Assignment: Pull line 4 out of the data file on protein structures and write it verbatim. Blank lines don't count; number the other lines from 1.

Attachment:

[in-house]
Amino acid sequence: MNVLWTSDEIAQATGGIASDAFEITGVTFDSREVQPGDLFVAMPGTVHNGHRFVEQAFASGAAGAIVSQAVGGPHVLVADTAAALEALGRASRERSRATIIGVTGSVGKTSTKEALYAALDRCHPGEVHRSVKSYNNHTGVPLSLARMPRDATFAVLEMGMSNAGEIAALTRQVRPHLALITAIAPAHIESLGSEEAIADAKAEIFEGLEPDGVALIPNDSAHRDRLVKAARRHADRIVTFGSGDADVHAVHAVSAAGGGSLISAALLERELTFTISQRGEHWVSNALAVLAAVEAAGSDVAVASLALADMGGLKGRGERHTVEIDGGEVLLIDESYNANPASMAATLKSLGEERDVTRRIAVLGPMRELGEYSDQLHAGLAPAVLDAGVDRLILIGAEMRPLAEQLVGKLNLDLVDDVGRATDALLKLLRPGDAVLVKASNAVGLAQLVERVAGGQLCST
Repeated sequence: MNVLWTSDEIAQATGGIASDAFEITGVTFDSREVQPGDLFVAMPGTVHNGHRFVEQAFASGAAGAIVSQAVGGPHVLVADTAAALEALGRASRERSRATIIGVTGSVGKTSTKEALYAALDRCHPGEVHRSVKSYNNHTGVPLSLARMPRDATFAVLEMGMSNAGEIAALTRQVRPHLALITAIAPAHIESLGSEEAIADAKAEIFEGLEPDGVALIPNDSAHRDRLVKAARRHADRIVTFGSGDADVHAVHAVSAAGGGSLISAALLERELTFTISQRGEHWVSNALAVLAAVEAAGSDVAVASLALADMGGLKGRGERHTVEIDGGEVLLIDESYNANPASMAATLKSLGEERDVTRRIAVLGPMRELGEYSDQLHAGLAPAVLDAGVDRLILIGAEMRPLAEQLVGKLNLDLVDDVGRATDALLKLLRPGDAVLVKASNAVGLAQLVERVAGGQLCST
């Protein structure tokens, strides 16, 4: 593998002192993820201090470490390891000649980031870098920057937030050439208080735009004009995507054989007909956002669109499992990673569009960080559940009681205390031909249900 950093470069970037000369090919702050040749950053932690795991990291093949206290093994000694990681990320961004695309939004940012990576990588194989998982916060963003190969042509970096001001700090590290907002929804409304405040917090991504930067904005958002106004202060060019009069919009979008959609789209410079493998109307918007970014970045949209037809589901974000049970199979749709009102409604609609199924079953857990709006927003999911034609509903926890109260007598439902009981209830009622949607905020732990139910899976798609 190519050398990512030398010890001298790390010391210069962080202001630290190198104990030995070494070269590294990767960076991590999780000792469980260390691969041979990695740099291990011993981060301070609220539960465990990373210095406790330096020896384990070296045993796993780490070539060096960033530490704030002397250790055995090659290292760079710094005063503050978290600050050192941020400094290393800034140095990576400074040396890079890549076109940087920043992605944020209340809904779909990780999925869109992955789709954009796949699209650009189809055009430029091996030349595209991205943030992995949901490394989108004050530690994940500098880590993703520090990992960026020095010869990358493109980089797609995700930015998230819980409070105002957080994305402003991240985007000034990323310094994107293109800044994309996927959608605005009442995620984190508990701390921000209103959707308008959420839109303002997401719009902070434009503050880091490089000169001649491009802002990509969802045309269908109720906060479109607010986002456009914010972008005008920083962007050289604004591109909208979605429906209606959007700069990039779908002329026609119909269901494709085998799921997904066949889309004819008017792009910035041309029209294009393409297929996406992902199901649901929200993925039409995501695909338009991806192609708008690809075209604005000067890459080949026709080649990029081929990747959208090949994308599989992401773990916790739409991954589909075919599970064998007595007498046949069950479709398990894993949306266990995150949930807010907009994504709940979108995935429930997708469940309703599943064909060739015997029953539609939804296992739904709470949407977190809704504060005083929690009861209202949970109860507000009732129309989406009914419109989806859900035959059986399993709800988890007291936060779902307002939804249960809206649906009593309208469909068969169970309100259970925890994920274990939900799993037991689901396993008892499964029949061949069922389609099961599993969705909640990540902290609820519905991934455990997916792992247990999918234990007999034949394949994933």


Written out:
């Protein structure tokens, strides 16, 4: 593998002192993820201090470490390891000649980031870098920057937030050439208080735009004009995507054989007909956002669109499992990673569009960080559940009681205390031909249900 950093470069970037000369090919702050040749950053932690795991990291093949206290093994000694990681990320961004695309939004940012990576990588194989998982916060963003190969042509970096001001700090590290907002929804409304405040917090991504930067904005958002106004202060060019009069919009979008959609789209410079493998109307918007970014970045949209037809589901974000049970199979749709009102409604609609199924079953857990709006927003999911034609509903926890109260007598439902009981209830009622949607905020732990139910899976798609 190519050398990512030398010890001298790390010391210069962080202001630290190198104990030995070494070269590294990767960076991590999780000792469980260390691969041979990695740099291990011993981060301070609220539960465990990373210095406790330096020896384990070296045993796993780490070539060096960033530490704030002397250790055995090659290292760079710094005063503050978290600050050192941020400094290393800034140095990576400074040396890079890549076109940087920043992605944020209340809904779909990780999925869109992955789709954009796949699209650009189809055009430029091996030349595209991205943030992995949901490394989108004050530690994940500098880590993703520090990992960026020095010869990358493109980089797609995700930015998230819980409070105002957080994305402003991240985007000034990323310094994107293109800044994309996927959608605005009442995620984190508990701390921000209103959707308008959420839109303002997401719009902070434009503050880091490089000169001649491009802002990509969802045309269908109720906060479109607010986002456009914010972008005008920083962007050289604004591109909208979605429906209606959007700069990039779908002329026609119909269901494709085998799921997904066949889309004819008017792009910035041309029209294009393409297929996406992902199901649901929200993925039409995501695909338009991806192609708008690809075209604005000067890459080949026709080649990029081929990747959208090949994308599989992401773990916790739409991954589909075919599970064998007595007498046949069950479709398990894993949306266990995150949930807010907009994504709940979108995935429930997708469940309703599943064909060739015997029953539609939804296992739904709470949407977190809704504060005083929690009861209202949970109860507000009732129309989406009914419109989806859900035959059986399993709800988890007291936060779902307002939804249960809206649906009593309208469909068969169970309100259970925890994920274990939900799993037991689901396993008892499964029949061949069922389609099961599993969705909640990540902290609820519905991934455990997916792992247990999918234990007999034949394949994933």